Grantville resident Lindsay Mitchell poses within her 5 1/2-foot-tall sign to support essential workers and families during the coronavirus pandemic.
Grantville resident Lindsay Mitchell poses within her 5 1/2-foot-tall sign across from Kaiser Zion hospital to support essential workers and families during the coronavirus pandemic. Photo by Chris Stone

“It’s better to light one candle than to curse the darkness,” a proverb says, and some San Diego residents are taking that sentiment to heart.

Lindsay Mitchell lives with her husband next to Kaiser Permanente Zion Medical Center in the Grantville area, and she’s resurrected a sign from her Christmas display.

“Joy” it simply says.

And that’s just what passers-by say they receive from the 5 1/2-foot-tall front-yard marker.

“I see people, especially in the evening, they walk around,” Mitchell said Friday. “But I’ll hear people all throughout the day. They’ll stop and take pictures, and it’s awesome. I love that it’s doing something for the community.”

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And Mitchell believes she’s in the right place at the right time for the COVID-19 pandemic.

“Living where I live — across the street from a hospital in such a busy intersection — it was just my duty … to put it out for people,” said the 34-year-old grocery store worker.

“We are, right now, in global solidarity, and it’s one of the most remarkable things we’ll ever witness in our lives,” she said. “I just wanted to give [Zion hospital staff] a thank-you note. I’m sure they’re just exhausted.”

Mitchell calls the times “sad but beautiful at the same time, for the way the people are coming together.”

On her local Nextdoor message board, the neighborhood website and app, one woman posted that he husband was at Kaiser hospital for four days.

“I loved seeing that JOY sign every time I headed home,” the woman wrote, adding that her husband had returned home and was now fine.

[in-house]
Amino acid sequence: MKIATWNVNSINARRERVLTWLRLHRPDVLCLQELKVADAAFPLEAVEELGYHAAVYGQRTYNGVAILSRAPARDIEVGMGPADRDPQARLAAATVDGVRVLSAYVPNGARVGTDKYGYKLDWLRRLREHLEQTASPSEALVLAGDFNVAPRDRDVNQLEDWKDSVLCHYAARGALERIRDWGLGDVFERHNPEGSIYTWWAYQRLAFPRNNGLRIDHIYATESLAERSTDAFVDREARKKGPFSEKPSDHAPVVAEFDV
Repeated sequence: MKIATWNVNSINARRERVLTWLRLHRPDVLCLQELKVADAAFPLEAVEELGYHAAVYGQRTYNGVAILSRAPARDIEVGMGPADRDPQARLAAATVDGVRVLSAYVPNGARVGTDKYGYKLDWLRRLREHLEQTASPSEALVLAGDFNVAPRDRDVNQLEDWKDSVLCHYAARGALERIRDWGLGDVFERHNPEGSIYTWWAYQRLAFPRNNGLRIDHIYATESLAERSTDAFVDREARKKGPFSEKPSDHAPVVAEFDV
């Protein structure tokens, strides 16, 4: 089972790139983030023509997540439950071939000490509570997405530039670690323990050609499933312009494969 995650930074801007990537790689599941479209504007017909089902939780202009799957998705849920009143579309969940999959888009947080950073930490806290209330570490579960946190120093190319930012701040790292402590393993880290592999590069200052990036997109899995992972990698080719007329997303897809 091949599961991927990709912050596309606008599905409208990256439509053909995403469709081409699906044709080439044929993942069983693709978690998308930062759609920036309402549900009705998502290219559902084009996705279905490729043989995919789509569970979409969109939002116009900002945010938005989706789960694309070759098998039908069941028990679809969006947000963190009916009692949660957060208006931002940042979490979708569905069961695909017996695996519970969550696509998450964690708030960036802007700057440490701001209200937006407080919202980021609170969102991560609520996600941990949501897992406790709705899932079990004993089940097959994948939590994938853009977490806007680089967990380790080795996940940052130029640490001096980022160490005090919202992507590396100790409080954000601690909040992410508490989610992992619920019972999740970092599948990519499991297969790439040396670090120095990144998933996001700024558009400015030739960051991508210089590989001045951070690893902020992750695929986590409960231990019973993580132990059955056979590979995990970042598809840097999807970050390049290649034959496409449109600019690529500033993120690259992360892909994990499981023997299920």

Another post said: “It’s such a warm thing to do right now.”

In addition, Mitchell chalked messages.

“We are all in this together,” she wrote on the Crawford Street sidewalk. She wrote a multi-colored thank-you note to essential workers: health care, grocery, food-service and truck drivers.

“It’s the least I could do to bring the hospital a smile,” Mitchell said. “How could I not?”

How long will the metal-frame sign with glitter mesh be up?

“I have no idea,” she began. “I’ll probably keep it up for as long as we’re all in this … mess.”

Elsewhere, outdoor lights illuminate hope from residents and businesses.

Some are enhancing their homes with lights from the holidays. Apartment complex balconies and some homes are bathed in Christmas lights.

And the hotel industry is showing its love and solidarity with giant displays of hearts and the word love through patterns made of selective rooms with lamps.

San Diego downtown hotels and a Harbor Island establishment have joined the spirit.

“Every hotel is going through a tough time, and we wanted to spread a smile,” said Todd Capizzo, general manager at Embassy Suites on Pacific Highway.

“I’m amazed with what hotels are doing across the United States,” he said of support for the hospitality industry.”

Indeed, huge heart displays are appearing on hotels in cities across the country, including Phoenix, San Francisco, Atlanta and Las Vegas. (The Hilton, Hyatt, Marriott, Sheraton and Radisson hotel chains are taking part.) Hearts are reported in Mexico, Sweden, Norway and India.

In San Diego, hotels shining include the Embassy Suites by Hilton San Diego Bay, the Manchester Grand Hyatt San Diego, the Marriott Marquis San Diego Marina, the Hilton Bayfront, the Westin San Diego Gaslamp Quarter, the Omni San Diego, the InterContinental San Diego and the Sheraton San Diego Hotel & Marina.

The Hyatt started the trend in San Diego, Capizzo said, and his location followed with a dusk-to-dawn display.

A industry Facebook page said: “While this time continues to be unprecedented … it has helped us to know that we as a family are in this together. It is truly times like these that prove that we are greater than the sum of our parts, and that we’re a different kind of strong. We’re hospitality strong.”

How long will San Diego Embassy Suites show its heart?

Said Capizzo: “Until the world get a little brighter.”